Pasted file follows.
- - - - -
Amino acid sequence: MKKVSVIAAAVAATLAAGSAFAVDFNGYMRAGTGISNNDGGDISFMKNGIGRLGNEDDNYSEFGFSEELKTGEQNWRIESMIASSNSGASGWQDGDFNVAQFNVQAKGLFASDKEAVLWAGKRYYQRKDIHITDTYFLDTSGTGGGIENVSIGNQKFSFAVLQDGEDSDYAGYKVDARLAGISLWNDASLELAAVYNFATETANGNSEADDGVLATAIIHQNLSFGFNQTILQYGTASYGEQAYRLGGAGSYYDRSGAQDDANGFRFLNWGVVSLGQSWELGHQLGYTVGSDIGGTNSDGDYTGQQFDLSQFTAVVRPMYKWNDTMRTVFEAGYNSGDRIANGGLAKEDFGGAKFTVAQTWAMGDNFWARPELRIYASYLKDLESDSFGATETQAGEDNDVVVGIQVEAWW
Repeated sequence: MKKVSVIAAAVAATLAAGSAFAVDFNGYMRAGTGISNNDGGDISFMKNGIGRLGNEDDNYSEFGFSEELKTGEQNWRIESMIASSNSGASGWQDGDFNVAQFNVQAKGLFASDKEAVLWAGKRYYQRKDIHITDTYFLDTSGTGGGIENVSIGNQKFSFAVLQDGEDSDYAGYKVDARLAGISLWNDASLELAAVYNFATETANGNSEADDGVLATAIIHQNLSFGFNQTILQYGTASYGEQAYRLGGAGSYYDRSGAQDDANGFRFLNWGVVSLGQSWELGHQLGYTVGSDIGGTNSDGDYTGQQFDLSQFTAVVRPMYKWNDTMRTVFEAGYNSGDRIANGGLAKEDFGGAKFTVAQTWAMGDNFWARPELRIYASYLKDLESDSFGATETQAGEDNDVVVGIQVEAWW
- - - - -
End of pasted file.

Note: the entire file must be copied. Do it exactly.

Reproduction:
Amino acid sequence: MKKVSVIAAAVAATLAAGSAFAVDFNGYMRAGTGISNNDGGDISFMKNGIGRLGNEDDNYSEFGFSEELKTGEQNWRIESMIASSNSGASGWQDGDFNVAQFNVQAKGLFASDKEAVLWAGKRYYQRKDIHITDTYFLDTSGTGGGIENVSIGNQKFSFAVLQDGEDSDYAGYKVDARLAGISLWNDASLELAAVYNFATETANGNSEADDGVLATAIIHQNLSFGFNQTILQYGTASYGEQAYRLGGAGSYYDRSGAQDDANGFRFLNWGVVSLGQSWELGHQLGYTVGSDIGGTNSDGDYTGQQFDLSQFTAVVRPMYKWNDTMRTVFEAGYNSGDRIANGGLAKEDFGGAKFTVAQTWAMGDNFWARPELRIYASYLKDLESDSFGATETQAGEDNDVVVGIQVEAWW
Repeated sequence: MKKVSVIAAAVAATLAAGSAFAVDFNGYMRAGTGISNNDGGDISFMKNGIGRLGNEDDNYSEFGFSEELKTGEQNWRIESMIASSNSGASGWQDGDFNVAQFNVQAKGLFASDKEAVLWAGKRYYQRKDIHITDTYFLDTSGTGGGIENVSIGNQKFSFAVLQDGEDSDYAGYKVDARLAGISLWNDASLELAAVYNFATETANGNSEADDGVLATAIIHQNLSFGFNQTILQYGTASYGEQAYRLGGAGSYYDRSGAQDDANGFRFLNWGVVSLGQSWELGHQLGYTVGSDIGGTNSDGDYTGQQFDLSQFTAVVRPMYKWNDTMRTVFEAGYNSGDRIANGGLAKEDFGGAKFTVAQTWAMGDNFWARPELRIYASYLKDLESDSFGATETQAGEDNDVVVGIQVEAWW